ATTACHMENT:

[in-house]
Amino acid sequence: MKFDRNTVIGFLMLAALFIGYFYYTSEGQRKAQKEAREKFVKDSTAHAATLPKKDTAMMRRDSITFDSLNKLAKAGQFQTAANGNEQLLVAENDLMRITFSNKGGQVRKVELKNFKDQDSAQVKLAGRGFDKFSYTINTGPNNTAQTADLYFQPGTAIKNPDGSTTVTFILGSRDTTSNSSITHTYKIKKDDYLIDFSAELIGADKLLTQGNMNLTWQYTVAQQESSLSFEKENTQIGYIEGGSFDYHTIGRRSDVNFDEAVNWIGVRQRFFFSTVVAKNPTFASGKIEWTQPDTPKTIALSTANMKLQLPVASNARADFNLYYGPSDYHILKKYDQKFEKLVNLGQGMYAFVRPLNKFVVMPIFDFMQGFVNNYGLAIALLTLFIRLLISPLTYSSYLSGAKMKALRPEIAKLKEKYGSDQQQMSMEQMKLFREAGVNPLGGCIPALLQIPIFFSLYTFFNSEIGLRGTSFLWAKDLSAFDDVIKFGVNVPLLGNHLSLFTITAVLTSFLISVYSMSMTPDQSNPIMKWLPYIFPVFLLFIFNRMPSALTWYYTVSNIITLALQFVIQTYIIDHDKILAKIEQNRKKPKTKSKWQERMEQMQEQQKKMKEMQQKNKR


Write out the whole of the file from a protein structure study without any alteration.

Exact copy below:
[in-house]
Amino acid sequence: MKFDRNTVIGFLMLAALFIGYFYYTSEGQRKAQKEAREKFVKDSTAHAATLPKKDTAMMRRDSITFDSLNKLAKAGQFQTAANGNEQLLVAENDLMRITFSNKGGQVRKVELKNFKDQDSAQVKLAGRGFDKFSYTINTGPNNTAQTADLYFQPGTAIKNPDGSTTVTFILGSRDTTSNSSITHTYKIKKDDYLIDFSAELIGADKLLTQGNMNLTWQYTVAQQESSLSFEKENTQIGYIEGGSFDYHTIGRRSDVNFDEAVNWIGVRQRFFFSTVVAKNPTFASGKIEWTQPDTPKTIALSTANMKLQLPVASNARADFNLYYGPSDYHILKKYDQKFEKLVNLGQGMYAFVRPLNKFVVMPIFDFMQGFVNNYGLAIALLTLFIRLLISPLTYSSYLSGAKMKALRPEIAKLKEKYGSDQQQMSMEQMKLFREAGVNPLGGCIPALLQIPIFFSLYTFFNSEIGLRGTSFLWAKDLSAFDDVIKFGVNVPLLGNHLSLFTITAVLTSFLISVYSMSMTPDQSNPIMKWLPYIFPVFLLFIFNRMPSALTWYYTVSNIITLALQFVIQTYIIDHDKILAKIEQNRKKPKTKSKWQERMEQMQEQQKKMKEMQQKNKR